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A Friend of The Devil (Is a Friend of Mine)

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First time you see Corvo, he is what you expected, and he isn’t.

Oh, he’s a mean lookin' sonofabitch, to be sure, blood splatter on his boots and hollow cheeks and flat-black eyes, but there’s something-

Gentle, about him. Delicate. He’s smaller’n thinner than you thought the royal bodyguard would be, and there’s something well-bred about him, when you look past the black eye and the broken fingers and the prison clothes.

For a moment, you see him as he must have been- all in royal robes and standing by the empress’s side at one grand ball or another, no markings of torture on his skin, you can almost hear the music. Almost see the people dancing.

Then he says, in a voice that creaks like screen door,

“You’d better get moving. I think they’ve found the bodies.” 

And the moment dissolves and he is frightening again. Matted hair, twitchy fingers, scar tissue.

 


 

The second time you see Corvo, he is clean and fed and well-rested, bandages soothed over the worst of his cuts.

He is not what you expected.

Pacing the ground around the Hound Pitts, you suppose he was the Royal Protector, know his job was to check that the area was safe for the empress (assuming, a course, that he didn’t kill the empress). You know as well as anyone that old habits die hard.

But there’s something odd about him. His restless patrol of the pub, the waterfront, the rooftops.

Now bright and lucid, those dark shark’s-eyes of his never rest, darting from place to place like a prey animal’s. Scan, blink, repeat.

You always find him in the strangest places, perched birdlike on rooftops, rifeling through dumpsters, someone had told you once that Corvo means something like Crow.

You don’t doubt it for a second, watching him, this twitchy assassin, this magpie of a man. He is always secreting away small shiny things into his coat, long bony fingers grabbing buttons and feathers and copper wire and tucking it away into his pockets quick as you can blink.

He’s always crouching or hunched over, like a raven, like a man who’s got something to hide, you imagine him perched on the edge of rooftops like a gargoyle, like something about to take flight.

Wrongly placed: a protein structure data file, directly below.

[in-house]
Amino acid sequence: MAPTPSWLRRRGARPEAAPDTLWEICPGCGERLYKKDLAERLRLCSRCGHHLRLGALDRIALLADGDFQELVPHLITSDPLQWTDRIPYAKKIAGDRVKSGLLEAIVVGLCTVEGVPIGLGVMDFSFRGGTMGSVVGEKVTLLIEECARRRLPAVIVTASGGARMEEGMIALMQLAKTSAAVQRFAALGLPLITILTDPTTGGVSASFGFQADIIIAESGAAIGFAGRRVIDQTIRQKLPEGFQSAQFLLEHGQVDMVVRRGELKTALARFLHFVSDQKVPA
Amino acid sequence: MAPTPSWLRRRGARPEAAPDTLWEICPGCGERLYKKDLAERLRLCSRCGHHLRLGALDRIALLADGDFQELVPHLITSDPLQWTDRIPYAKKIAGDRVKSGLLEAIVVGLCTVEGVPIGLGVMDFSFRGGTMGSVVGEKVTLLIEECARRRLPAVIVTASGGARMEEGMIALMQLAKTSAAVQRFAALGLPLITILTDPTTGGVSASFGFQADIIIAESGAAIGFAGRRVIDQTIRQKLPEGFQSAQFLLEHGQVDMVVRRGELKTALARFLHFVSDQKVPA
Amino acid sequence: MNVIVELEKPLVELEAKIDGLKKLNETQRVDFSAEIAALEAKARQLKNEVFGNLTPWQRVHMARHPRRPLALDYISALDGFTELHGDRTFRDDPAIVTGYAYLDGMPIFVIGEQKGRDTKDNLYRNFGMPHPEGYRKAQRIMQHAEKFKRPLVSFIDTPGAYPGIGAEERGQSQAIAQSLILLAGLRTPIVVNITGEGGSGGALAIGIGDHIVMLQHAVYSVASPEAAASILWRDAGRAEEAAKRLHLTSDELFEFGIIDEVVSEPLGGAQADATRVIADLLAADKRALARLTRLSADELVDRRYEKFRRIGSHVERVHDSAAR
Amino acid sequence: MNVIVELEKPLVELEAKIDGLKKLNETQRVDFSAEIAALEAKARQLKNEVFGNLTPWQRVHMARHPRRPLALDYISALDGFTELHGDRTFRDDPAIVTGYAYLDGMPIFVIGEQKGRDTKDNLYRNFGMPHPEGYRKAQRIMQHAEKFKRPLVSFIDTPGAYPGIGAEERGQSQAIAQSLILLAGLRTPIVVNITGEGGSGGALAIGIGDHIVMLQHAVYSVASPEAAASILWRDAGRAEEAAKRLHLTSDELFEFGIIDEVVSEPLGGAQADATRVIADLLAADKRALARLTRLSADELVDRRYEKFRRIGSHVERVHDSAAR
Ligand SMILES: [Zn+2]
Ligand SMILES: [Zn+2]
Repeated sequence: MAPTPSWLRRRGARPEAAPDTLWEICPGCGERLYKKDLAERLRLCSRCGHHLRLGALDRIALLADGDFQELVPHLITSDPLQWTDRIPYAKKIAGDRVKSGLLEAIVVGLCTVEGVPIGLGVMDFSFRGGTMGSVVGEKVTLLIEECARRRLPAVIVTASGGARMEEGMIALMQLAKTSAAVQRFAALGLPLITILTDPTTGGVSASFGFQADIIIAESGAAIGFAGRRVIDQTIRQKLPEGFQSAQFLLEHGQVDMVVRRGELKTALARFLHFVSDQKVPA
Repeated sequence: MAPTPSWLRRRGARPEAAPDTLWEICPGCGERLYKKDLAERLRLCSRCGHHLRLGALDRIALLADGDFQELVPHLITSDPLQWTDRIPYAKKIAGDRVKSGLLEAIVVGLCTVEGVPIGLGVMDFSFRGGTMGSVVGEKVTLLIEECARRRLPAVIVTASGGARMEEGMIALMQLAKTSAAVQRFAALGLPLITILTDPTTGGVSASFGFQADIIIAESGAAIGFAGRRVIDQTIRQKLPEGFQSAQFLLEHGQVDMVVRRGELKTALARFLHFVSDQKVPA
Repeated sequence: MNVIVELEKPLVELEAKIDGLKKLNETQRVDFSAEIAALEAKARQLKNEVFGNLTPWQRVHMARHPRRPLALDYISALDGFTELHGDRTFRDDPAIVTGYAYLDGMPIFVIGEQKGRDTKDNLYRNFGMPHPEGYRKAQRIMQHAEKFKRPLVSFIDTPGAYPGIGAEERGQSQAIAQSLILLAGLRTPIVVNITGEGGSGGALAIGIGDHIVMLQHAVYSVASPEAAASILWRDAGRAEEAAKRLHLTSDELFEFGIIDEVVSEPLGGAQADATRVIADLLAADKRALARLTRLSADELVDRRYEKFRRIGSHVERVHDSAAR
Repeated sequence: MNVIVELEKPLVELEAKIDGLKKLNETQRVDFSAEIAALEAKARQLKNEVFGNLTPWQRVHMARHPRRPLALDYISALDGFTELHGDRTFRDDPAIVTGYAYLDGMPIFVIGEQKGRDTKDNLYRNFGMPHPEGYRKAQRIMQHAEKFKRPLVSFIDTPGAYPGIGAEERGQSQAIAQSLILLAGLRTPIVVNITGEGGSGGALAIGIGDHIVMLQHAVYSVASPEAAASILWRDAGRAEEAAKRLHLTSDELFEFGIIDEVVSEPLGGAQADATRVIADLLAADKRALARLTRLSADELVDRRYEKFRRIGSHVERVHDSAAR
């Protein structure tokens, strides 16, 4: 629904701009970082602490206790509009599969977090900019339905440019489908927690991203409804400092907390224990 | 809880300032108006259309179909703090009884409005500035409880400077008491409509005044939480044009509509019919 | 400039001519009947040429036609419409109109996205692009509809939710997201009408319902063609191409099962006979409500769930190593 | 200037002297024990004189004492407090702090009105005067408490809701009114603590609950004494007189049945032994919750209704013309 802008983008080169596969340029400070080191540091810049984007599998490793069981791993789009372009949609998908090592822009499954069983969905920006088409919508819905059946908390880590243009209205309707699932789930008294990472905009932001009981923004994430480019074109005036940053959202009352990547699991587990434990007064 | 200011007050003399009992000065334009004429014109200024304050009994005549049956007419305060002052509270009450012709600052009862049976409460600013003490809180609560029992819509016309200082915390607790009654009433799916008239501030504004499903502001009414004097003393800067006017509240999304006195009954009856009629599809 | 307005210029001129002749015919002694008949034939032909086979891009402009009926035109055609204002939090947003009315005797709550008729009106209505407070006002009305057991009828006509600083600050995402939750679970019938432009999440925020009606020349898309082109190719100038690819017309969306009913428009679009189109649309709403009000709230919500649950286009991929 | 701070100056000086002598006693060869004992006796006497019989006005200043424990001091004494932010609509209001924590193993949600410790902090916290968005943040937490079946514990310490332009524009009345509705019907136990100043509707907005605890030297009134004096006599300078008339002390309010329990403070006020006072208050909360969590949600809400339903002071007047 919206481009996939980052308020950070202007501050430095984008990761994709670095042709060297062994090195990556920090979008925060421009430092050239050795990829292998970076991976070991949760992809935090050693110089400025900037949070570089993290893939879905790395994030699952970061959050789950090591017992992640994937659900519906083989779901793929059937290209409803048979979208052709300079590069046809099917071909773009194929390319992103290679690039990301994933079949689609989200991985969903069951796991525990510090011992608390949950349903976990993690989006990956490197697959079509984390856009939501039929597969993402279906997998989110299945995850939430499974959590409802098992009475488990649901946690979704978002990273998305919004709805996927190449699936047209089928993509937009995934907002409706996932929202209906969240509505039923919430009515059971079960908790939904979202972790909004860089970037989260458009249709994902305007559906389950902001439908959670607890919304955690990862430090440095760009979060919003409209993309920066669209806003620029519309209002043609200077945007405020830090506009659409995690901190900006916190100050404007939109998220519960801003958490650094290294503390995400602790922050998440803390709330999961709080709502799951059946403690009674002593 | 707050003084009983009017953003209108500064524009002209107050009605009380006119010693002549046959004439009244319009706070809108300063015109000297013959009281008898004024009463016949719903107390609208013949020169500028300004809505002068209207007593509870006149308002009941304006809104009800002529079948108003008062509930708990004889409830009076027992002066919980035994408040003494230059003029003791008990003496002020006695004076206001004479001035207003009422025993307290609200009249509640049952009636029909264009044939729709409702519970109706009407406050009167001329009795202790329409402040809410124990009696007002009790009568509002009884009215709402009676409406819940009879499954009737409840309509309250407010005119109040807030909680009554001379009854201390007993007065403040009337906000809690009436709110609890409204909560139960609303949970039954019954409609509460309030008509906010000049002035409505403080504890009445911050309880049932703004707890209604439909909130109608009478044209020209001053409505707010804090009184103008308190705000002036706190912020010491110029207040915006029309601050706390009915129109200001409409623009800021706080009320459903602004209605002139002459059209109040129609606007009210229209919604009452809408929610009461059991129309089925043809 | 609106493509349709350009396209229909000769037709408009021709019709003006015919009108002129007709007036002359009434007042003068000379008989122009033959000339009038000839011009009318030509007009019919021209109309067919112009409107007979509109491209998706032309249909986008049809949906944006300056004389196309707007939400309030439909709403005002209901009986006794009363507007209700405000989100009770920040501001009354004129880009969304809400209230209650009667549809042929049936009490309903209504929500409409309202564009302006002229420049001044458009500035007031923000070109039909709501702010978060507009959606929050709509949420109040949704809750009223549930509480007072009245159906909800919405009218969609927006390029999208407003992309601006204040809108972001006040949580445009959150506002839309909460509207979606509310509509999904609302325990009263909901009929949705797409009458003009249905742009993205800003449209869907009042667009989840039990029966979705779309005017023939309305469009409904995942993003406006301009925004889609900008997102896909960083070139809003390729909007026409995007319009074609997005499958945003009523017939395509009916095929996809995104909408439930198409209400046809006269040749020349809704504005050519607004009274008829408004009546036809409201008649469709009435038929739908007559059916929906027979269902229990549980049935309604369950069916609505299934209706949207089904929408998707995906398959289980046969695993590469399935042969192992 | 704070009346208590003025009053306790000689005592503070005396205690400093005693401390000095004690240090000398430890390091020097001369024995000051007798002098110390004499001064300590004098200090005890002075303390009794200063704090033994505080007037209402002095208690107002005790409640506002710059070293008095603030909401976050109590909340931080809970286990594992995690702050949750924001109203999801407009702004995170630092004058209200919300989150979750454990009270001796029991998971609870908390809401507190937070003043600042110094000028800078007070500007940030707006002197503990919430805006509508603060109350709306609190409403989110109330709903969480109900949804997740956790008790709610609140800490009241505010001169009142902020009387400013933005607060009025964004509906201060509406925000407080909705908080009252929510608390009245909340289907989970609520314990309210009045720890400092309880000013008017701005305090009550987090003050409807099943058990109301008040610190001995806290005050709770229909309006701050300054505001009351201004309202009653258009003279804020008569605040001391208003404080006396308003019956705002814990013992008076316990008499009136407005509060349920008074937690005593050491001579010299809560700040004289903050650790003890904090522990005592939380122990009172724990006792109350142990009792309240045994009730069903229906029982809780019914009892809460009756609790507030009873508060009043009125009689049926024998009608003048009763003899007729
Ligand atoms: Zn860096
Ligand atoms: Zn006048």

You watch his coat billow and imagine him in a cloak of feathers.

Much later, waiting to take him home from a mission, you hear a gunshot and the chatter of crows, and remember they are carrion birds.

Next time you see him, cleaning out his gun with precise, steady fingers, you feel a shiver go up your spine. Like someone walking over your grave.

 


 

The first time you see Corvo smile, it’s coming back from the Golden Cat with a girl in his arms.

She’s talking animatedly, clothes dirty and torn, rust smeared over the bridge of her cheekbone.

Corvo shifts her from one hip to the other, and you think probably she’s getting to old to be carried, but you don’t say anything. Aint your place.

When he sets the girl- your empress, if all goes well- down in the boat, he bows low to her, takes his mask off with a flourish.

Kid giggles at him, and Corvo’s smiling like she hung the moon, those black eyes of his shining in the sunset.

You never thought the rumors were true, about the old empress and Corvo, about who Emily’s father really was, but you think you can see his high cheekbones under her baby fat, and you think-

Even if Corvo and Emily aren’t blood, she’s sure’s hell his daughter.

After that, you see him skitter across the bridge to her room at all hours, always bringing a new treasure to show her- beach glass and bluejay feathers, marbles and lace. Objects he’s found out on his missions, shiny worthless things that caught his eye.

She makes him nervous, you think, like he’s worried she won’t like him, but one day he gets in your boat looking kindof dazed, and when you ask what’s wrong, he shakes his head.

“Look what Emily drew me.” He says, voice creaking like and old boat in a storm.

He pulls a bit of paper out of his coat, passes it to you with hands you’ve never seen shaking ‘till today.

It’s a passable portrait of Corvo done in crayon, and the word ‘Daddy’ is scrawled overtop in child’s hand.

Corvo takes the picture back, tucks it in his breast pocket, just over his heart.

When you pull out from the docks, he watches Emily’s tower ‘till it fades into the river fog.

 


  

The first time you really see Corvo is after the Boyle’s party.

He drops into your boat and rips his mask off, tosses it into the hull with a heavy thud and a hollow ringing.

“Everything alright, boy?” You ask, feeling out of your depth.